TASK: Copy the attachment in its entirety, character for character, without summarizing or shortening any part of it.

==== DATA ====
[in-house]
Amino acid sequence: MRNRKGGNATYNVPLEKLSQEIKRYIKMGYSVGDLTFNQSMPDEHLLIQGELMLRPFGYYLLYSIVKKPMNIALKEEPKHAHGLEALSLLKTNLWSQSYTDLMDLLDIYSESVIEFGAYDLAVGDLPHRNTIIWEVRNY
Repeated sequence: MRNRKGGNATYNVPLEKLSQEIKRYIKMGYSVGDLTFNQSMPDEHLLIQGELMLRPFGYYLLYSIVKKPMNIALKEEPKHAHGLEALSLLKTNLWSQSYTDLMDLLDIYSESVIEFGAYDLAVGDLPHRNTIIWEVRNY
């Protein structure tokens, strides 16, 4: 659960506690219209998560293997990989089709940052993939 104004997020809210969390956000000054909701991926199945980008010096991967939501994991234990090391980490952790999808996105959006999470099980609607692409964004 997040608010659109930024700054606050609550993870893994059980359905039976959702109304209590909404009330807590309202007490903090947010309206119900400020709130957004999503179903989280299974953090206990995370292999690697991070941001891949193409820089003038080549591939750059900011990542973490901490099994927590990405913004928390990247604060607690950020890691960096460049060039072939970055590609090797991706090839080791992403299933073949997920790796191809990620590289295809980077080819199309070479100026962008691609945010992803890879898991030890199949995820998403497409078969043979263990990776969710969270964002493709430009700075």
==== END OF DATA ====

[in-house]
Amino acid sequence: MRNRKGGNATYNVPLEKLSQEIKRYIKMGYSVGDLTFNQSMPDEHLLIQGELMLRPFGYYLLYSIVKKPMNIALKEEPKHAHGLEALSLLKTNLWSQSYTDLMDLLDIYSESVIEFGAYDLAVGDLPHRNTIIWEVRNY
Repeated sequence: MRNRKGGNATYNVPLEKLSQEIKRYIKMGYSVGDLTFNQSMPDEHLLIQGELMLRPFGYYLLYSIVKKPMNIALKEEPKHAHGLEALSLLKTNLWSQSYTDLMDLLDIYSESVIEFGAYDLAVGDLPHRNTIIWEVRNY
């Protein structure tokens, strides 16, 4: 659960506690219209998560293997990989089709940052993939 104004997020809210969390956000000054909701991926199945980008010096991967939501994991234990090391980490952790999808996105959006999470099980609607692409964004 997040608010659109930024700054606050609550993870893994059980359905039976959702109304209590909404009330807590309202007490903090947010309206119900400020709130957004999503179903989280299974953090206990995370292999690697991070941001891949193409820089003038080549591939750059900011990542973490901490099994927590990405913004928390990247604060607690950020890691960096460049060039072939970055590609090797991706090839080791992403299933073949997920790796191809990620590289295809980077080819199309070479100026962008691609945010992803890879898991030890199949995820998403497409078969043979263990990776969710969270964002493709430009700075």